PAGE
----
Trading is not a game of exacts. Perfectionists need not apply. Markets are made up of many irration...
...and Skousen "Banks" on India
02/10/2006 12:00 am EST
"Lately traders and investors have been getting excited about a nation with more than one billion citizens and virtually limitless growth potential," says Mark Skousen, editor of The Hedge Fund Trader. "But it’s not China. Rather, it’s India." Here's his review.
"India shows tremendous free-market reforms and an economy expanding at 8% annually. How can we get a piece of the action? Buy ICICI Bank (IBN NYSE), one of India's largest banks. The company offers every variety of commercial and investment banking, as well as insurance, through more than 1,700 locations throughout India, China, South Africa, Canada, Singapore, the UK, and the US.
"The bank's operations are state-of-the art. Customers can choose between physical branches, automated teller machines, telebanking, or Internet banking. Business is very good. In the fourth quarter, earnings beat estimates handily. Net profit rose 24% to $142 million. And the bank's international branches are really booming. ICICI reported a 192% gain in international loans for the quarter. As a result, ICICI is quickly becoming hotter than your favorite curry. The shares of this $11.5 billion bank are up 53% over the last year.
"And there is still plenty of upside ahead. Demand in India is soaring for commercial loans, mortgages, credit cards, auto loans and life insurance. The upswing in the economy is creating a hot market for new issues, boosting the investment banking division. Indian companies expanding overseas are relying on ICICI for much of their capital to expand. This is one emerging market stock with excellent short-term trading potential. So pick up ICICI Bank at market, and place a protective stop at $25. If you prefer to play this one more aggressively, try the June $35 calls."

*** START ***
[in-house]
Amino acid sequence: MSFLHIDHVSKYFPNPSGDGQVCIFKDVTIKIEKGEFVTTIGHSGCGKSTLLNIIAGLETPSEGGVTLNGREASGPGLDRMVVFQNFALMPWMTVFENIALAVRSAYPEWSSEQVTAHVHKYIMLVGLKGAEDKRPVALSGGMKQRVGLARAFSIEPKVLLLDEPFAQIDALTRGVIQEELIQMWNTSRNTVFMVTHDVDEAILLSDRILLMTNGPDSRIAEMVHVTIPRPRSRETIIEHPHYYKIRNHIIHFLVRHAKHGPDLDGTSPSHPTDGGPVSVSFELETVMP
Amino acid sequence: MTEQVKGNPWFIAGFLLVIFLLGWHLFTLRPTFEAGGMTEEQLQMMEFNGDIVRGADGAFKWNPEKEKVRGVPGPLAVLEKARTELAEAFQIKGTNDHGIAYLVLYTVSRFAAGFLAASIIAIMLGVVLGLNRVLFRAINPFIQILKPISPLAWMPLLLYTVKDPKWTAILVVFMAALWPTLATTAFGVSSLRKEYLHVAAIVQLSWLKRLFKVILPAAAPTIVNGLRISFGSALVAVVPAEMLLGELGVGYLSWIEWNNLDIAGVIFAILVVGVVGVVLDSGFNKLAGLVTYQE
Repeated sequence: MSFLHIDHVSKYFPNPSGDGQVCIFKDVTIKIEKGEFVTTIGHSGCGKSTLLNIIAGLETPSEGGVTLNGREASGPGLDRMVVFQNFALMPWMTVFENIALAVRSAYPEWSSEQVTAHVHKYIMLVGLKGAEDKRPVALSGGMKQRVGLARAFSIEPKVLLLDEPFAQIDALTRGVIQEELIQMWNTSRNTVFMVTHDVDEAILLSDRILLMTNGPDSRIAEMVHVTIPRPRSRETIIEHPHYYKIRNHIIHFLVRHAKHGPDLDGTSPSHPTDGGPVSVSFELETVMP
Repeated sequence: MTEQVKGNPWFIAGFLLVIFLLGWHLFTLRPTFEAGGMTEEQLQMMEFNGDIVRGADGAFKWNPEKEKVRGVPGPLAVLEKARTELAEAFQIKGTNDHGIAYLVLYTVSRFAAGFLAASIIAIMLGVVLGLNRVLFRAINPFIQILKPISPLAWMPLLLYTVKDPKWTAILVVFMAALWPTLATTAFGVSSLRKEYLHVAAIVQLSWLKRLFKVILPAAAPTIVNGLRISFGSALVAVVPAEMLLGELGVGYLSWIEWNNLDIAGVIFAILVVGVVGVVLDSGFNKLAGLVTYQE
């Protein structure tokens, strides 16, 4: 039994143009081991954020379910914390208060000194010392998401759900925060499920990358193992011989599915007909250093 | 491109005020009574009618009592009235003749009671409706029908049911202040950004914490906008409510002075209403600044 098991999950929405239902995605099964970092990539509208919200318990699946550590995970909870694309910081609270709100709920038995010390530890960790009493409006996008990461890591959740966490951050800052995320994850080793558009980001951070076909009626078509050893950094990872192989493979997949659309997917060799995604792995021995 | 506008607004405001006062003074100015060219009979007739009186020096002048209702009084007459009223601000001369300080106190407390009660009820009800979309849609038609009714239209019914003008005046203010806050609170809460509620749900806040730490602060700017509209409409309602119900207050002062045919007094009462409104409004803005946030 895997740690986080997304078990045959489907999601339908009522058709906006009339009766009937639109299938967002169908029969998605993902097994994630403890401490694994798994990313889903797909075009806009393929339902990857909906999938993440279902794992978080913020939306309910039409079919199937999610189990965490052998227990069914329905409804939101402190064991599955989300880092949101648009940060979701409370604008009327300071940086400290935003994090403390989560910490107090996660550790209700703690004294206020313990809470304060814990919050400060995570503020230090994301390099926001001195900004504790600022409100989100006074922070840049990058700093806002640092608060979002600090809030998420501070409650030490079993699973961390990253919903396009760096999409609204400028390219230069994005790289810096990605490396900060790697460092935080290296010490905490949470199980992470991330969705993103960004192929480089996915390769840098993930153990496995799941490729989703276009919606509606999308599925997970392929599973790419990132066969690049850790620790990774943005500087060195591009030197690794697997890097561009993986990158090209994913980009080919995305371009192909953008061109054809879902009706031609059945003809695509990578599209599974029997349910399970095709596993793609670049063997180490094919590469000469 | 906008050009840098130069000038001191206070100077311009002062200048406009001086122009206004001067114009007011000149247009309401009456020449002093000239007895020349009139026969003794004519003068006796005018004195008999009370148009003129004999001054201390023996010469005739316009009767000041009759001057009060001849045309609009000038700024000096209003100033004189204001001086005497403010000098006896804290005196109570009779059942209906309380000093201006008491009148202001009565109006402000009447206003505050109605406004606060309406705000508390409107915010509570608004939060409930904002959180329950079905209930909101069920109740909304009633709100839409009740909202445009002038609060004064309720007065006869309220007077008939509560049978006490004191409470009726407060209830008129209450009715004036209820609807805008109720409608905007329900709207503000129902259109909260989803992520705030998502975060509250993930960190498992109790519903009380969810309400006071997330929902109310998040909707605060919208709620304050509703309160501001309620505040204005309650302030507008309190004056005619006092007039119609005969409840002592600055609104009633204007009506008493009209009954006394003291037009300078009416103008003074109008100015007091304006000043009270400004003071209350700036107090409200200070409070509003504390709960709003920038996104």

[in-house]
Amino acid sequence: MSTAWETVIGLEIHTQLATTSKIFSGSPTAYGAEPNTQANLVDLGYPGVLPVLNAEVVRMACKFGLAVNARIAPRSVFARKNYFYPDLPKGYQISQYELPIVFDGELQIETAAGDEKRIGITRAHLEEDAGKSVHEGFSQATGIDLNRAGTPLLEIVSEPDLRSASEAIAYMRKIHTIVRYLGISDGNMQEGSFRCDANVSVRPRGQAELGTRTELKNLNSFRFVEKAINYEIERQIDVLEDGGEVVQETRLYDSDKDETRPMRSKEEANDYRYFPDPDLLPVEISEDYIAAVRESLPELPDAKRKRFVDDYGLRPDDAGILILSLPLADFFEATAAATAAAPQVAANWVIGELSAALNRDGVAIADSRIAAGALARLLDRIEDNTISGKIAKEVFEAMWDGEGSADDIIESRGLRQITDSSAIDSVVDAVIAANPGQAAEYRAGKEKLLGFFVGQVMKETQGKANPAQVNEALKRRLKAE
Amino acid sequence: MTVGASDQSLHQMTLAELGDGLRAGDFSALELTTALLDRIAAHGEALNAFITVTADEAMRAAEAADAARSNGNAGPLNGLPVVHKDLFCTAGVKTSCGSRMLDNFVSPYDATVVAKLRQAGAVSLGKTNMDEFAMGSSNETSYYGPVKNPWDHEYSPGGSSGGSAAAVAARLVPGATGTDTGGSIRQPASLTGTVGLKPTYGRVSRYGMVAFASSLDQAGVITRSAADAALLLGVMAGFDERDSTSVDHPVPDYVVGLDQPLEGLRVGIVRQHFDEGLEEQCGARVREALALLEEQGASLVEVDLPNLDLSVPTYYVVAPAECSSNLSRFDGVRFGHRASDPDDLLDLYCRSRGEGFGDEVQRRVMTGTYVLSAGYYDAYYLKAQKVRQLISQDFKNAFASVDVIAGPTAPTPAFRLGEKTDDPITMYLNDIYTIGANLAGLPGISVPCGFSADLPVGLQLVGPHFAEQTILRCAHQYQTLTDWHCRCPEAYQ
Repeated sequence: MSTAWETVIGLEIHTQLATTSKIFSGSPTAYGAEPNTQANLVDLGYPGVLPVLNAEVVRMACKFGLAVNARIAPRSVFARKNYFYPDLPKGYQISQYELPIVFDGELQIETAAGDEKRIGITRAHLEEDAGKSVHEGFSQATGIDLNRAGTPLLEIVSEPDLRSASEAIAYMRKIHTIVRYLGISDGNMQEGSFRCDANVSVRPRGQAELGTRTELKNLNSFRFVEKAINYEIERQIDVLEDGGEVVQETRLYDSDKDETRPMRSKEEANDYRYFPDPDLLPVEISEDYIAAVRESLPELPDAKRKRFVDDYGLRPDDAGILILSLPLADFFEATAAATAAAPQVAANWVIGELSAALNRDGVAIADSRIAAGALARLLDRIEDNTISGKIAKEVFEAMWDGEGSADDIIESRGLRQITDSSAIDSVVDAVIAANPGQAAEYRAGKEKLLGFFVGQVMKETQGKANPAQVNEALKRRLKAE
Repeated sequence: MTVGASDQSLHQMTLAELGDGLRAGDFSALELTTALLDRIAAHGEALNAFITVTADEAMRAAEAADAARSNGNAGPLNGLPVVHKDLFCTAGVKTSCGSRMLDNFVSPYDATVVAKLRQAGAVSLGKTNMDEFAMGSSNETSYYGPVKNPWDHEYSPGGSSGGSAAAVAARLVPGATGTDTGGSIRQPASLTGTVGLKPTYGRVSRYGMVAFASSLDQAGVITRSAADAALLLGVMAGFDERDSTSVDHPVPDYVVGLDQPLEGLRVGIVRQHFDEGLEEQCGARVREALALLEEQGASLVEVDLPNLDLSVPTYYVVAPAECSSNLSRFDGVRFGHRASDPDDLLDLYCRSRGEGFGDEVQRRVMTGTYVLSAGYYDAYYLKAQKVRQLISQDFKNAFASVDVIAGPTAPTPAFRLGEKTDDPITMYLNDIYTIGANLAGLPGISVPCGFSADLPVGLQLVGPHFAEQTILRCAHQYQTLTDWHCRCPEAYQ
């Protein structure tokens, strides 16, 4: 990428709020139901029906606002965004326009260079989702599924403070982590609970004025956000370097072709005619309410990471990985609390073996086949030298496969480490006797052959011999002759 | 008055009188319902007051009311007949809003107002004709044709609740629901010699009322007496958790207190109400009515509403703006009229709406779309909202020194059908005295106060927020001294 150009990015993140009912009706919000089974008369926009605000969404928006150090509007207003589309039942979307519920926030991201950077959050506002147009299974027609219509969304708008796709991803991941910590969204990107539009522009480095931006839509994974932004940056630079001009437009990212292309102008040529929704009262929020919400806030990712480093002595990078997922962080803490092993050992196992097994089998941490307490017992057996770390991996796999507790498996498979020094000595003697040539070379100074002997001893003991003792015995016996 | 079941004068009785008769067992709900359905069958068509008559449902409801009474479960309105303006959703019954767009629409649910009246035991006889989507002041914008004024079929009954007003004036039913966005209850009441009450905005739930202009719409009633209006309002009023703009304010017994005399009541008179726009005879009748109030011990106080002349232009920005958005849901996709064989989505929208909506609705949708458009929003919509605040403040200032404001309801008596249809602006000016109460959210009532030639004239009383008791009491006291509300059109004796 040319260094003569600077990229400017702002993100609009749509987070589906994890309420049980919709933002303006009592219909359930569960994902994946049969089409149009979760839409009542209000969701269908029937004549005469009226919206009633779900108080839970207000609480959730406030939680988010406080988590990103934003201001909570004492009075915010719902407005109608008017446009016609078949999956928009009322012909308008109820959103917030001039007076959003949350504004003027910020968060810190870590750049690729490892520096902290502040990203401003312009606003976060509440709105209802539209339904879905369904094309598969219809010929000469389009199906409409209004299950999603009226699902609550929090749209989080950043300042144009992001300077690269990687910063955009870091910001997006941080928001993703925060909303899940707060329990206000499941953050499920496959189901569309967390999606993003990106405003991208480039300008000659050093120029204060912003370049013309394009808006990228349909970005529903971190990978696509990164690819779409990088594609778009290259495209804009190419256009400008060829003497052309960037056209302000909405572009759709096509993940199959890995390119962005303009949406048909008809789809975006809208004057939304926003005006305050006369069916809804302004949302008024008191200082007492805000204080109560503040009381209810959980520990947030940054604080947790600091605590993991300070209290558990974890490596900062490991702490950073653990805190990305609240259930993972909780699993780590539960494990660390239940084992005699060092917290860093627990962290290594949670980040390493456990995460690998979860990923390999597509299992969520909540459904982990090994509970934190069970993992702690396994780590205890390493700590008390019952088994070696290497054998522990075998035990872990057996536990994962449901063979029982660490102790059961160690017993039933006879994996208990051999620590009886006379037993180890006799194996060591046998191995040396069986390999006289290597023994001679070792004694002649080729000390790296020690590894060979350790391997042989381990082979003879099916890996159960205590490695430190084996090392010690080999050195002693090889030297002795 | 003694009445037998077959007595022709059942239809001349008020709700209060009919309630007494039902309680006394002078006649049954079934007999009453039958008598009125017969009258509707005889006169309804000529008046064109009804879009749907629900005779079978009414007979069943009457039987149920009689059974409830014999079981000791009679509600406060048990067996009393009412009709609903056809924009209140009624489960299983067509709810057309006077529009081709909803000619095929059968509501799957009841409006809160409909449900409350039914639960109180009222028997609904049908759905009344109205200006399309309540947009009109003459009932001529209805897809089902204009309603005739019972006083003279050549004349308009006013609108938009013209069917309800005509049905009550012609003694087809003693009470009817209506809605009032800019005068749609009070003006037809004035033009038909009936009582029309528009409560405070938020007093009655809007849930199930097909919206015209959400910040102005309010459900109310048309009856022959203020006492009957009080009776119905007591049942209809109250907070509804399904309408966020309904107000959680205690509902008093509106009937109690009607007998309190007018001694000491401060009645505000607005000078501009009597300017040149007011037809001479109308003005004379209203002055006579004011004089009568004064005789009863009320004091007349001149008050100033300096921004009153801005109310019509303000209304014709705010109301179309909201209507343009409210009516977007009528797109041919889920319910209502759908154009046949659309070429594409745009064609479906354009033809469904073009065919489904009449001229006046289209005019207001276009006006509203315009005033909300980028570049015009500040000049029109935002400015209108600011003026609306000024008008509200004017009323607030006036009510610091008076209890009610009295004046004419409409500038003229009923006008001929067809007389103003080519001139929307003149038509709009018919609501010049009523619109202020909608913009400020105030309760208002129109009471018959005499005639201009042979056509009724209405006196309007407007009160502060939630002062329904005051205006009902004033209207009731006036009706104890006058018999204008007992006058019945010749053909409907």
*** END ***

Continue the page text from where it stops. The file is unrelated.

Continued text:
"Meanwhile, The World Money Show has been an appropriate event for my investment strategy in 2006, as I now believe that foreign markets have the edge over US stocks for the rest of this year. Wall Street is under a cloud, actually several clouds: the 'irrational exuberance’ of the Fed to raise rates, a costly war in Iraq, high deficit spending and inflation fears, and Sarbanes-Oxley, which has discouraged foreign IPOs in New York. Several years ago nine out of every ten dollars of foreign IPO money came to New York; now it's only one out of ten.
"I believe Samsung Electronics (GB:SMSN London) has postponed indefinitely its decision to be listed on the NYSE because of Sarbox. Foreign countries suffer few of these problems, and are doing better. The India Fund (IFN NYSE) is up 5%, and the Korea Fund (KF NYSE), the iShares Latin America Fund (ILF ASE), and the Emerging Markets Fund (EEM ASE) are all up nicely. The Russian stock market has done well and we’re profiting from this through our position in the Emerging Markets Fund."
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